CHICAGO — When Adrian Arrington put together a highlight reel of his college football career, the first clip showed him blasting a Purdue University receiver so viciously that the man’s helmet flew off.
That’s the way Arrington, a former defensive back, said he was told to play at Eastern Illinois University — hard, fast and without regard for safety.
Now, he said, he is living with the bleak consequences of that violence.
Arrington, 26, is one of four ex-college athletes who claim in a lawsuit winding through federal court that they suffered long-term damage as a result of concussions sustained playing football and soccer. The case is another sign of a crisis that has shaken the gridiron from Pop Warner to the pros, and has become a growing concern in sports as varied as lacrosse, baseball and diving.
Allegations of lasting neurological damage caused by concussions have prompted new safety rules and unleashed a wave of litigation: More than 4,000 former NFL players claim that the league covered up the risks associated with the injury. The NCAA has become one of the latest targets.
Arrington said he endured five concussions on the field, some so severe that he couldn’t recognize his parents after leaving the game. But several times, he said, Eastern’s team doctor cleared him to return to action just one day after his injury.
He said the repeated trauma eventually caused him to develop memory loss, migraine headaches, depression and seizures. He is unable to work, he said, and sometimes can’t even care for his young children alone for fear that he will lose consciousness and put them in jeopardy.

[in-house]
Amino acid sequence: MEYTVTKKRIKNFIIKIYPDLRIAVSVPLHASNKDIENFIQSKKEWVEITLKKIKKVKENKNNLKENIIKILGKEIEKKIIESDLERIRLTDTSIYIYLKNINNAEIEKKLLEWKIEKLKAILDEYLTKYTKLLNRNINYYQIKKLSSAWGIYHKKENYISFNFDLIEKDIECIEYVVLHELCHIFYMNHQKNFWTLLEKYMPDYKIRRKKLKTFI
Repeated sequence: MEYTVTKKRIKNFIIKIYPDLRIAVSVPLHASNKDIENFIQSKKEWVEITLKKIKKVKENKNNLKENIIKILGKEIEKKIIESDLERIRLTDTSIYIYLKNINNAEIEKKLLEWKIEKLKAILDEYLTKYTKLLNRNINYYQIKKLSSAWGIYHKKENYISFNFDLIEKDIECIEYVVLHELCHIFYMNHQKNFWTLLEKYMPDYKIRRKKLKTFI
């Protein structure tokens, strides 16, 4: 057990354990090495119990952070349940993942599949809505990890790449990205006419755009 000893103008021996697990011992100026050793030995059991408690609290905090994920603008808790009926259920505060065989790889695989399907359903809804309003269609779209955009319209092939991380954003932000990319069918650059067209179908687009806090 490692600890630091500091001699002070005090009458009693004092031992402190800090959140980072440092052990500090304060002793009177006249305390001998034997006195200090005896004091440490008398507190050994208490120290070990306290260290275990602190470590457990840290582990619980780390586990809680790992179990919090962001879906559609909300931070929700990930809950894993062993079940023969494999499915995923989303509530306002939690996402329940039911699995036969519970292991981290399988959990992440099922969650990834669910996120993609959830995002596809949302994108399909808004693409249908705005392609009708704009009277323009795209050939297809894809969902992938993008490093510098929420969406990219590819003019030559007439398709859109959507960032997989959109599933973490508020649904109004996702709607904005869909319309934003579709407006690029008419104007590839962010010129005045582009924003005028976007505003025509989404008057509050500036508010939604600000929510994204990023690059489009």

“There have been situations where … my mom says I’ve called her and I broke down and started crying because I’m scared,” Arrington said in his first interview since filing the lawsuit in 2011. “Am I going to be here for my kids? Am I gonna get too depressed where I end up trying to hurt myself?”
Joe Siprut, Arrington’s attorney, said he is seeking class action status for the lawsuit. The plaintiffs are focusing on the NCAA, he said, because its officials knew as early as 2003 that multiple concussions could lead to health problems, yet did not require colleges to have concussion policies until 2010.
Arrington’s lawsuit, some observers believe, is another indication that America’s most popular sport is in a fight for its existence.
“Some kind of legal action could create a domino effect and dry up the feeder programs,” said Kevin Grier, a University of Oklahoma economics professor who co-wrote a widely read essay envisioning the end of football. “These lawsuits and (possible) judgments will put more pressure on insurance companies, and that will put more pressure on schools.”
Adrian Arrington started playing football at the age of 8, seeing it as a way to escape the poverty and crime that plagued his Mississippi hometown. His family later moved to Bloomington, Ill., where he became a high school star, earning his conference’s defensive player of the year award as a senior.
He won a scholarship offer from Eastern Illinois, and after sitting out a year for academic reasons, joined the squad in 2006. He became a fixture on defense, making 154 tackles over four seasons, according to school records.